In vivo, endothelial cells grow on the inner surface of blood vessels and are shaped to conform to the vessel's geometry. In the smallest vessels this shape entails substantial bending within each cell. Microfabricated channels can replicate these small-scale geometries, but endothelial cells grown within them have not been fully characterized. In particular, the presence of focal adhesions and adherens junctions in endothelial cells grown in microchannels with corners has not been confirmed. We have fabricated square microfluidic channels (50μm wide, 50μm deep) and semicircular microfluidic channels (60μm wide, 45μm deep) in polydimethylsiloxane and cultured human umbilical vein endothelial cells (HUVEC) within them. Immunofluorescent staining and three-dimensional reconstruction of image stacks taken with confocal microscopy confirmed that HUVEC are capable of forming adherens junctions on all channel walls in both channel geometries, including the sidewalls of square profile channels. The presence of shear stress is critical for the cells to form focal adhesions within both channel geometries. Shear stress is also responsible for the conforming of HUVEC to the channel walls and produces a square cross-sectional geometry of in vitro endothelial linings within square profile channels. Thus, geometry and applied shear stress are important design criteria for the development of in vitro endothelial linings of microvessels.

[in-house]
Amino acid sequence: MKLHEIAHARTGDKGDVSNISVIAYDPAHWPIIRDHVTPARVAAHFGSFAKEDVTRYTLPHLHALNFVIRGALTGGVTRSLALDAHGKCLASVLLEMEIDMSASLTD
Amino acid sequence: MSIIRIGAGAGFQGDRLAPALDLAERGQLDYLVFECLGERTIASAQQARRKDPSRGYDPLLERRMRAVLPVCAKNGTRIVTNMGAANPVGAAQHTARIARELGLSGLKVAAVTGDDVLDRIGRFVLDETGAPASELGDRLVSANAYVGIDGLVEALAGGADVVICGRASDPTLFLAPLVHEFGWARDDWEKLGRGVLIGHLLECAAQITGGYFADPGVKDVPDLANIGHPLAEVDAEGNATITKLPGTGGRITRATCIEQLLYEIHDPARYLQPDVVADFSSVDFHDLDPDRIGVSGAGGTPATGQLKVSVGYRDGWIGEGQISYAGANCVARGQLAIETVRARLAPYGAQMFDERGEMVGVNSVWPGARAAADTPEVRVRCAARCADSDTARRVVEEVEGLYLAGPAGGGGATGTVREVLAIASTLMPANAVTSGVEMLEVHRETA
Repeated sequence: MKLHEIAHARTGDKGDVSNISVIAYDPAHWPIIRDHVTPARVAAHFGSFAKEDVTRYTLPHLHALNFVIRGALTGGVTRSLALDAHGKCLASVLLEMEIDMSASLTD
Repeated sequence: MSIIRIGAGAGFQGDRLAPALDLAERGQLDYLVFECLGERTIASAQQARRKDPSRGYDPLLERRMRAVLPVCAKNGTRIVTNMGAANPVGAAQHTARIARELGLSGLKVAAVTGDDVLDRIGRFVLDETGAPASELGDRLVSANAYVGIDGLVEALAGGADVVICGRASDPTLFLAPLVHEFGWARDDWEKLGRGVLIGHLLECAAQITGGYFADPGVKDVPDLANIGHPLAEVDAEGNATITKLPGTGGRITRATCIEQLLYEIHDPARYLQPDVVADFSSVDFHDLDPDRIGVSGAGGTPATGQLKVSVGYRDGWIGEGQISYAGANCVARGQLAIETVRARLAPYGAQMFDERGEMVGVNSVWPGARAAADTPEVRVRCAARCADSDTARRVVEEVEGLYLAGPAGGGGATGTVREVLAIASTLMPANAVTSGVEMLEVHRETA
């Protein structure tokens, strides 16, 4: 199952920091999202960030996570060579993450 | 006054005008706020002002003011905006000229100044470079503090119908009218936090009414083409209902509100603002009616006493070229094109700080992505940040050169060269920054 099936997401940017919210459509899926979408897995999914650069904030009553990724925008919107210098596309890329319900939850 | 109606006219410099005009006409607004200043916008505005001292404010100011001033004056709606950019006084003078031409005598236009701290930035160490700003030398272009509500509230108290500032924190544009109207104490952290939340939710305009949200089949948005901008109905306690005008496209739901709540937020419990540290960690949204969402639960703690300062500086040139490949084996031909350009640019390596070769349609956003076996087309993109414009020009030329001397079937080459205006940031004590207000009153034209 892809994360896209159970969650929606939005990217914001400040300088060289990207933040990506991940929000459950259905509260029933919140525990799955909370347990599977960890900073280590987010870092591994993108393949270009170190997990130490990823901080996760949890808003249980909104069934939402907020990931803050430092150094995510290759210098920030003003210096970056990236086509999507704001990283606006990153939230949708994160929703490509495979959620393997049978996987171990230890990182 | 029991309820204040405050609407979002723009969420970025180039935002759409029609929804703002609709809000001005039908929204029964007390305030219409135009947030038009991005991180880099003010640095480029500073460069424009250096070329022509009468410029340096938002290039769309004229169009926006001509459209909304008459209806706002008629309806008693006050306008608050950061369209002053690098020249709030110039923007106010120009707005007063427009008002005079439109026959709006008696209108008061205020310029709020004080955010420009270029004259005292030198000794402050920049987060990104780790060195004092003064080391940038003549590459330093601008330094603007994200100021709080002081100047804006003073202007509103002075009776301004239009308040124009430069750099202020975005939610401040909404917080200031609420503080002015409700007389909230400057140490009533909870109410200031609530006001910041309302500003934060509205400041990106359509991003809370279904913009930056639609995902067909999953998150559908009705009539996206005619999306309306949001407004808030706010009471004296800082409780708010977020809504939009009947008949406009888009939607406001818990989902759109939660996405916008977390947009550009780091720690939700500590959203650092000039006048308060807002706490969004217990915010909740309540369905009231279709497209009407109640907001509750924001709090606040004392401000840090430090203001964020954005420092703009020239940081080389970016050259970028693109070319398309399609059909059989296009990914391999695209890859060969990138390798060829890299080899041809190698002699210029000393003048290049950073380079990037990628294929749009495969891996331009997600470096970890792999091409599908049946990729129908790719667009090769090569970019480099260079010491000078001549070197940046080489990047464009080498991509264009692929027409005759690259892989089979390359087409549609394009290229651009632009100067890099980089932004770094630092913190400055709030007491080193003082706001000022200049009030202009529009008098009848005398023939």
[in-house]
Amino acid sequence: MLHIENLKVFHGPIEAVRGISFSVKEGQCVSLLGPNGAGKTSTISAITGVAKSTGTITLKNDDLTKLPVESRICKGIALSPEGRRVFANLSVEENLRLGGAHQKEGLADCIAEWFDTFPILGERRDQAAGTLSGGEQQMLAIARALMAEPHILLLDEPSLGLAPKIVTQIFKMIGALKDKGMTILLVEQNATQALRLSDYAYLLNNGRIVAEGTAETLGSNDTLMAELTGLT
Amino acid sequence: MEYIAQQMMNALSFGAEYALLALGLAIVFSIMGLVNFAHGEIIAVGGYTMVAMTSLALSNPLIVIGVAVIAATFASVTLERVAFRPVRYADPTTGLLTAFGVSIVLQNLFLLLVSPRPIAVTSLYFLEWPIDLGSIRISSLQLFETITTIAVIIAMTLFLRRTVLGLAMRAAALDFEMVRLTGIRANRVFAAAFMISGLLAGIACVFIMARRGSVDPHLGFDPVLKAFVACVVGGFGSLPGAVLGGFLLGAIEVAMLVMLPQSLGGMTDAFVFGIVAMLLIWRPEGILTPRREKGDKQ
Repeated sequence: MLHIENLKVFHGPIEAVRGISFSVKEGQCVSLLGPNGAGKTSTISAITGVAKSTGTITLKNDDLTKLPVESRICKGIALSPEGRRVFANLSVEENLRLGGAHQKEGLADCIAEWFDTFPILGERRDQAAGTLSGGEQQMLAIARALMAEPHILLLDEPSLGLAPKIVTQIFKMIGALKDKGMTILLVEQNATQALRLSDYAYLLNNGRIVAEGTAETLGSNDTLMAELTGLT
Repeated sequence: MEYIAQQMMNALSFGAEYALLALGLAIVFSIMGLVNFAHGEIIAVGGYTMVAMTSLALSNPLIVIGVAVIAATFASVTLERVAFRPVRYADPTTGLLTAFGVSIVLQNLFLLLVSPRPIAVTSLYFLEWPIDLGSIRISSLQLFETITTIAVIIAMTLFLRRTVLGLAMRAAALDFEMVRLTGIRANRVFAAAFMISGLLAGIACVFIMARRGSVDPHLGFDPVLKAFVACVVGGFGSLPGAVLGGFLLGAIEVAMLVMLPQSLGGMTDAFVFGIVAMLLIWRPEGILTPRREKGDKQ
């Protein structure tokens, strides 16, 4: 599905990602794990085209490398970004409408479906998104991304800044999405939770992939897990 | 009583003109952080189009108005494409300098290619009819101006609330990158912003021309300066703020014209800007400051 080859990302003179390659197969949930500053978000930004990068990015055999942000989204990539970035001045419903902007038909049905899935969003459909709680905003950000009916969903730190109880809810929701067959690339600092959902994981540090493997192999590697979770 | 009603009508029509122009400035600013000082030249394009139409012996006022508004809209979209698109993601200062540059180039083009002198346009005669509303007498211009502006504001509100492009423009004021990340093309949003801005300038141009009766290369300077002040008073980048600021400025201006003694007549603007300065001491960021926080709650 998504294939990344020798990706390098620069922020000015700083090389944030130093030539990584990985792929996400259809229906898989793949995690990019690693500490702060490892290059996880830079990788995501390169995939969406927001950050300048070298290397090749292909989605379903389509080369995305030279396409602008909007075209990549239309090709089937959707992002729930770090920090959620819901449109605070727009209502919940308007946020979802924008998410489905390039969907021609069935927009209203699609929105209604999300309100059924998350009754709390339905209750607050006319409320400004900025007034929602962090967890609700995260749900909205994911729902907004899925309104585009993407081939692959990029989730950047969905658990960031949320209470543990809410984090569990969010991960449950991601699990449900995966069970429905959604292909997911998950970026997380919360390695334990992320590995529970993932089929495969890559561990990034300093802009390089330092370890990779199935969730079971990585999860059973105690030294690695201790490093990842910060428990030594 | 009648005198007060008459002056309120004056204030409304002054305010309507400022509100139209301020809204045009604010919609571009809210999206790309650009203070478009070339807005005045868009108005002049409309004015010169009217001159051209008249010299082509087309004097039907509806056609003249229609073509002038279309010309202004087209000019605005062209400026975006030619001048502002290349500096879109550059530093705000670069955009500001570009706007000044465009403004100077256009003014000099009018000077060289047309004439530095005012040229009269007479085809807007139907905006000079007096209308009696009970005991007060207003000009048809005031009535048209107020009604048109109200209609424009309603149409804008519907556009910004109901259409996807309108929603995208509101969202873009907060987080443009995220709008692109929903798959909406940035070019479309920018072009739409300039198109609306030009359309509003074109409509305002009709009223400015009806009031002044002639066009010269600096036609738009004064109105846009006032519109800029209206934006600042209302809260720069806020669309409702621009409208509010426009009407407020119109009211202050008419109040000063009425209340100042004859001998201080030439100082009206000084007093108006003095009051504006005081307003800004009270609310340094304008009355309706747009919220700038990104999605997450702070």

ASJC Scopus subject areas
- Biomedical Engineering